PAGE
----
“Grand Cru was a wine bar, but it was a neighborhood wine bar, and what made it that way is that you could come in and get whatever you wanted,” he said.

Now, “if you want a blue cheese-stuffed olive with your Bombay Sapphire martini, we have that. If you want a $10 bottle of white wine to go with dinner that you bought at Ceriello’s, we have that. If you want to geek out with a biodynamic natural wine, we can do that. “

Flickinger said he’s worked as a bartender and bar manager and is especially knowledgeable about beers. His last job was with a beer distributor. He’s spent the last three weeks working at Grand Cru as a manager, waiting for the liquor board hearing.

He said he wants to expand the beer selection to include more craft and Belgian beers, and bring back a large chalk menu board that was replaced with a mirror.

“We’re going back to the old menu,” he said. “Small things that pair well with drinks and conversation. Cheese boards. Charcuterie plates. Olive assortments. If you remember the old Grand Cru menu, we’re starting with that.”

At the same time, he said, he knows he can’t turn the clock back entirely.

“It will never be what it was because it used to be Nelson Carey, and Nelson isn’t here anymore.”

According to documents on file with the liquor board, Flickinger and other investors are buying the business, including the liquor license, for $550,000. The license holder will be Market Bar LLC, which includes him and George Marsh III, a city resident who won’t be part of day-to-day operations.

The current license holder is BSq Wine Co., LLC, headed by Jacqueline Beal, Polyoka’s wife. Belvedere Holdings is the landlord. Flickinger has negotiated a seven-year lease with a five-year option to renew. Foodshed will stay on for two weeks as a consultant.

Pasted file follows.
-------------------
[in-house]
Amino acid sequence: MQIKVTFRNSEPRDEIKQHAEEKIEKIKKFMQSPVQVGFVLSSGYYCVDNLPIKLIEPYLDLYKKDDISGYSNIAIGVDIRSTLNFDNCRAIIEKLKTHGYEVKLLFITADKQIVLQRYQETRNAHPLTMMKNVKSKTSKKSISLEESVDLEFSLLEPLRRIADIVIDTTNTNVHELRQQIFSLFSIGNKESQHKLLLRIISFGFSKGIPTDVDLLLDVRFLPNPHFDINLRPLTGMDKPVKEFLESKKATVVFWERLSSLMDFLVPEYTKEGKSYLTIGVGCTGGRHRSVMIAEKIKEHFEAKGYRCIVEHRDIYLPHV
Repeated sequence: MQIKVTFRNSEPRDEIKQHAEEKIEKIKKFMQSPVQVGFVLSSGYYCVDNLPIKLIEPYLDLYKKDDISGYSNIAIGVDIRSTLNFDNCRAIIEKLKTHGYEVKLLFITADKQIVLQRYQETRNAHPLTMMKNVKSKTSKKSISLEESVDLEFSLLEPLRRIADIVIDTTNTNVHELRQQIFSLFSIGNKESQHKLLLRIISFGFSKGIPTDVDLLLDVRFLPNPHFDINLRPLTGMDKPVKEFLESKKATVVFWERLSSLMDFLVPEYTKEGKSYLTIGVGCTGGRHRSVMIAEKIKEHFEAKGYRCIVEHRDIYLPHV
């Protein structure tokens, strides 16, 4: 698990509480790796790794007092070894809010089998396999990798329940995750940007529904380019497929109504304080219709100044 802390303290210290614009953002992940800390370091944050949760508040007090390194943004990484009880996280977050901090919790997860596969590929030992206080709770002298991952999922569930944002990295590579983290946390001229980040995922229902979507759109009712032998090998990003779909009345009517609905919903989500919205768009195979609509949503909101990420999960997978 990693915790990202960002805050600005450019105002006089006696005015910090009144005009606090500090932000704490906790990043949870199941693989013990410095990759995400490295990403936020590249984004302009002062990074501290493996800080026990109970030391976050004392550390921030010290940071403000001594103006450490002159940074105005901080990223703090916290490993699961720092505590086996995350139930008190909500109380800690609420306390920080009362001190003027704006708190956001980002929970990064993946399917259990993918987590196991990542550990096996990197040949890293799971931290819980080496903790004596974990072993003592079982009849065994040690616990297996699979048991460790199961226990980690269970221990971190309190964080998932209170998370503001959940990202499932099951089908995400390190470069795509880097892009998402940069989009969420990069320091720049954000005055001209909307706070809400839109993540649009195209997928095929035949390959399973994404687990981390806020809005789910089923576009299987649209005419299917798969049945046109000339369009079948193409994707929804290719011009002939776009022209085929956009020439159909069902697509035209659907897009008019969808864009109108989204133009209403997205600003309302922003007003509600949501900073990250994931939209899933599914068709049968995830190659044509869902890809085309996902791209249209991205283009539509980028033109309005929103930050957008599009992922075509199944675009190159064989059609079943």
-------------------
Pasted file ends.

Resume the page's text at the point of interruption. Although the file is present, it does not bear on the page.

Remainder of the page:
Other local businesses in Foodshed’s portfolio include Woodberry Kitchen, Bird in Hand, Artifact Coffee, and Sandlot Baltimore. They’re also bringing a restaurant, A Rake’s Progress, to Washington, D. C.

Longtime Grand Cru patrons say they like what they’re hearing about Flickinger and his plans.

“Old customers who have come back are so happy,” said Lucy Sarris, a real estate agent. “Word has gotten around. This is like the Cheers of Belvedere Square and greater Homeland.”

“They’re going to take it back to the neighborhood bar that it used to be, where everybody knows everybody,” said Fran Stoner, a psychologist who lives in Homeland. “Jayce made this place so comfortable when he worked here,” she said. “He has a philosophy of making everybody comfortable. I think he really has a chance of making this come back.”

UPDATE: Baltimore’s liquor board approved the Grand Cru liquor license transfer request on Nov. 2 by a vote of 2 to 0,  with one abstention.

This story has been corrected to reflect that the address of Grand Cru at Belvedere Square is 5911 York Road, rather than 5711 York Road.

Ed Gunts

Ed Gunts

Ed Gunts writes Urban Landscape on Mondays in the Baltimore Fishbowl. He is the former architecture critic for The Baltimore Sun.
Ed Gunts